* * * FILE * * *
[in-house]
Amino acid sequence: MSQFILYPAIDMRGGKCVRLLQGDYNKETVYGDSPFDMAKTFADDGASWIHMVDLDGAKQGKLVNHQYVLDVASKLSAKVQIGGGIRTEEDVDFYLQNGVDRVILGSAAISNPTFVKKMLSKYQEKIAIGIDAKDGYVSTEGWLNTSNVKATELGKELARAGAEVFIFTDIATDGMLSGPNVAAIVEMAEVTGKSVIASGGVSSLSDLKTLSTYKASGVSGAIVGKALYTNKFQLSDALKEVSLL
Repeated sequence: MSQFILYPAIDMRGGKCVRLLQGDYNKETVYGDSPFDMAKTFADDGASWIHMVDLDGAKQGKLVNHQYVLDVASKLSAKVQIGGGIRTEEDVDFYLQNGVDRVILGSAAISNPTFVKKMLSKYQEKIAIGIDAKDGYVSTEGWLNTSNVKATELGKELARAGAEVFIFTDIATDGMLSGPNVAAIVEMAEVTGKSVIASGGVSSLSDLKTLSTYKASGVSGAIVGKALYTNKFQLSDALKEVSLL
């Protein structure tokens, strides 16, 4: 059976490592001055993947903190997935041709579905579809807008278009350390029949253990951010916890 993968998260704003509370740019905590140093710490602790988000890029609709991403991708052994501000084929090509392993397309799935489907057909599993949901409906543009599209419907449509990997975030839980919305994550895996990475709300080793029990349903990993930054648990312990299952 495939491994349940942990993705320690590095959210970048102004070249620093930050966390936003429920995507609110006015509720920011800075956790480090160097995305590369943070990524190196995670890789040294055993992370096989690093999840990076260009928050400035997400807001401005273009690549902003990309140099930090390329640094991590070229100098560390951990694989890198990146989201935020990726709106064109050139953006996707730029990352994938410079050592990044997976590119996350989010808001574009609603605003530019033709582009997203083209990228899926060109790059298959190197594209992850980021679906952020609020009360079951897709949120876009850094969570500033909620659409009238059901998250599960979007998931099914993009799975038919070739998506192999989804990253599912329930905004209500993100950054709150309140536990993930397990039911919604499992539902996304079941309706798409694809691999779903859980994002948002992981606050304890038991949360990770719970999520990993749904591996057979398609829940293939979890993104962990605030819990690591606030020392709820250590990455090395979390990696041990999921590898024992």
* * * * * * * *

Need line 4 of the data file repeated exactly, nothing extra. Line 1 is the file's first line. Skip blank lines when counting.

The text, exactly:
């Protein structure tokens, strides 16, 4: 059976490592001055993947903190997935041709579905579809807008278009350390029949253990951010916890 993968998260704003509370740019905590140093710490602790988000890029609709991403991708052994501000084929090509392993397309799935489907057909599993949901409906543009599209419907449509990997975030839980919305994550895996990475709300080793029990349903990993930054648990312990299952 495939491994349940942990993705320690590095959210970048102004070249620093930050966390936003429920995507609110006015509720920011800075956790480090160097995305590369943070990524190196995670890789040294055993992370096989690093999840990076260009928050400035997400807001401005273009690549902003990309140099930090390329640094991590070229100098560390951990694989890198990146989201935020990726709106064109050139953006996707730029990352994938410079050592990044997976590119996350989010808001574009609603605003530019033709582009997203083209990228899926060109790059298959190197594209992850980021679906952020609020009360079951897709949120876009850094969570500033909620659409009238059901998250599960979007998931099914993009799975038919070739998506192999989804990253599912329930905004209500993100950054709150309140536990993930397990039911919604499992539902996304079941309706798409694809691999779903859980994002948002992981606050304890038991949360990770719970999520990993749904591996057979398609829940293939979890993104962990605030819990690591606030020392709820250590990455090395979390990696041990999921590898024992």